Heaved up violently by the boulders hurled into it, the water rose into the sky and cascaded down on all sides.
Nala constructed a great bridge, ten leagues in width and one hundred in length, right through the middle of the ocean, lord of rivers and streams (6.15.14-12).
Of all the sculptural depictions of the building of the causeway to Laṅkā, the one, in my opinion, that most closely captures the picture conjured by Vālmīki, is a little-known polished black basalt panel from Rajaona in Lakhisarai district, southeast Bihar. It just so happens, that this is also the earliest surviving visual imagining of this important episode, and arguably the most engaging.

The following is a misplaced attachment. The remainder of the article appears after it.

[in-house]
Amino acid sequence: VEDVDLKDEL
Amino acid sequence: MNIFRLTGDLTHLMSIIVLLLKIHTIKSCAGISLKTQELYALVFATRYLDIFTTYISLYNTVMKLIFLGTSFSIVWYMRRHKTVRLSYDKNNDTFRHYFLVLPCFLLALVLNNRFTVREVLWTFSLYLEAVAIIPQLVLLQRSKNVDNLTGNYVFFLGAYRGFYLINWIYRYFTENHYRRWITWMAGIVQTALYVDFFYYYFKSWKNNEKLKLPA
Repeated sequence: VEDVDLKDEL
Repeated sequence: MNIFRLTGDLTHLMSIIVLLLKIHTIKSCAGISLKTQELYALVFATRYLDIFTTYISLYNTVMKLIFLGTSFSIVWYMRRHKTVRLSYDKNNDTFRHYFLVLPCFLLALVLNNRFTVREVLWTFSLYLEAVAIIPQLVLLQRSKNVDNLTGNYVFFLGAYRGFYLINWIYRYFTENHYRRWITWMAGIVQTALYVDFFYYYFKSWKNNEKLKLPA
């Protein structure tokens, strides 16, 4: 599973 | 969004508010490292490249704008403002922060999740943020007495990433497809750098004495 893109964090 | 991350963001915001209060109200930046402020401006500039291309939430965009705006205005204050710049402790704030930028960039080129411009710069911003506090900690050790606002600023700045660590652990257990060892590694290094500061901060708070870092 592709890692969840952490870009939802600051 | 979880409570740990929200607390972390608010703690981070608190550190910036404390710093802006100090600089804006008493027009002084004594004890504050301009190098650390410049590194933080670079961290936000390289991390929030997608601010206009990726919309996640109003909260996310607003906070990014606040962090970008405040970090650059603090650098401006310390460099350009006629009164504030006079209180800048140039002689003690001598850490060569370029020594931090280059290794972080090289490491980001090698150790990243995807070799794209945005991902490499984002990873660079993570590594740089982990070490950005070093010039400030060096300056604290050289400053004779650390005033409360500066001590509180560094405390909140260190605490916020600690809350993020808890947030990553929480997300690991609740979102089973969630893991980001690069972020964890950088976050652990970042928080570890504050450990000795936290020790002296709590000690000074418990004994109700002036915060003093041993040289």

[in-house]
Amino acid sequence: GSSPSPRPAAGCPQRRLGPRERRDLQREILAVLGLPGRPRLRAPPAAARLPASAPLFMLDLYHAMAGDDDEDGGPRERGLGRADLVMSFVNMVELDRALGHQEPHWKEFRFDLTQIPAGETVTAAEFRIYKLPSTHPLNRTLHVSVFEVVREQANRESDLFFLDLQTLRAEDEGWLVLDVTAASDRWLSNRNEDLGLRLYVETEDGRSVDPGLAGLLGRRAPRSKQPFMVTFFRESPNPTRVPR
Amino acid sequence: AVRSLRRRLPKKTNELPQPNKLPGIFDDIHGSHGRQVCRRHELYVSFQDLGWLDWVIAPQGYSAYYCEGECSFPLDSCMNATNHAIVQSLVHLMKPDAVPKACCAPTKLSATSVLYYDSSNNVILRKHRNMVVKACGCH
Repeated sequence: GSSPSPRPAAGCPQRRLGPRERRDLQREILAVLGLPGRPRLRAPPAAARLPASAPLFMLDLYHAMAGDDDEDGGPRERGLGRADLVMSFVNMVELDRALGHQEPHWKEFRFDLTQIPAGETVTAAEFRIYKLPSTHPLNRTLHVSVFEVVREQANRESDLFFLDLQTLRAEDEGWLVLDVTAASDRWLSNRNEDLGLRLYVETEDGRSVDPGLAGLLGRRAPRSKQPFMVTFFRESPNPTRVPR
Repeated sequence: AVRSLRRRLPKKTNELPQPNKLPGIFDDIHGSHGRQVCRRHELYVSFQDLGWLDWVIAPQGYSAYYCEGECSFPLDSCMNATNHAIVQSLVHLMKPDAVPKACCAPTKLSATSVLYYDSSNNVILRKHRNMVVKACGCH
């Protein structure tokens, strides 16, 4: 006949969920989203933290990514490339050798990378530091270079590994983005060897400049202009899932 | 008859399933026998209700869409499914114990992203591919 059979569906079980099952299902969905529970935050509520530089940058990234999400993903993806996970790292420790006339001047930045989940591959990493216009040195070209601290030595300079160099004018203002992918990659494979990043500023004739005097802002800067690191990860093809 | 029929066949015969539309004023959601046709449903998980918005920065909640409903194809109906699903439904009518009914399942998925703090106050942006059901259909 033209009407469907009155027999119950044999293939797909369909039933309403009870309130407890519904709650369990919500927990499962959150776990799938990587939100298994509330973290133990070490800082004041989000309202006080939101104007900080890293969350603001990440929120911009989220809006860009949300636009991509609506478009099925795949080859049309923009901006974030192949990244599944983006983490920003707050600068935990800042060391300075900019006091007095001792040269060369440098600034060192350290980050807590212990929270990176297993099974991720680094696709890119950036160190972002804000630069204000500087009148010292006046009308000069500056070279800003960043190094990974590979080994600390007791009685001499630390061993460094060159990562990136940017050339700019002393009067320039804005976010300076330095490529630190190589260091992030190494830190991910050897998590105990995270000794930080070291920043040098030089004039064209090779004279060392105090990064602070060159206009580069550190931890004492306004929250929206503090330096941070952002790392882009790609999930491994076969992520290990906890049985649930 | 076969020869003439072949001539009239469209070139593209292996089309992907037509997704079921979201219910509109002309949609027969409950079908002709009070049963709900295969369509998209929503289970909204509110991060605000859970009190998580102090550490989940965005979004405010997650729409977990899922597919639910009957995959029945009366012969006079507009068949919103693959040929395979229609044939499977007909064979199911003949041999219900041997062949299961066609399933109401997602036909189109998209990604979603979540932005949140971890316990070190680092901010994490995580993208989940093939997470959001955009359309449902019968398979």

This highly animated scene portrays Rāma standing on the right extremity, his matted hair arranged in a topknot. He wears a cross belt, with quivers of arrows strapped to his back, and carries a bow. With his free hand he instructs the monkeys who wade through, and dive into, the dark swirling waters of the ocean. The composition is positively buzzing with frenetic energy as figures hurtle about in opposing directions. All hands are on deck for the building of the bridge, including, rather endearingly, those of a baby monkey watched over by its elders (in the upper register). Most of the monkeys – each of whom have a generous mop of hair swept back from the face – shift jagged boulders, while one carries an entire tree over his shoulders, its roots and leafy branches depicted. The most captivating element of this composition, and that which most recalls Vālmīki’s narrative, are the animals, reptiles and sea creatures which swim in the waters. There is a creature which looks like a cross between a hippopotamus and a lioness, its mouth wide open, hungrily eyeing a monkey. A snake slithers over a tree trunk and begins to wrap itself around the arm of a monkey who pays it no heed. In the lower register, the head and curved snout of a gharial crocodile emerges, and is threatened by a snarling slightly lynx-like monster. A harmless-looking fish, one of only two creatures here who actually belong in saline waters, leaps out of the waves.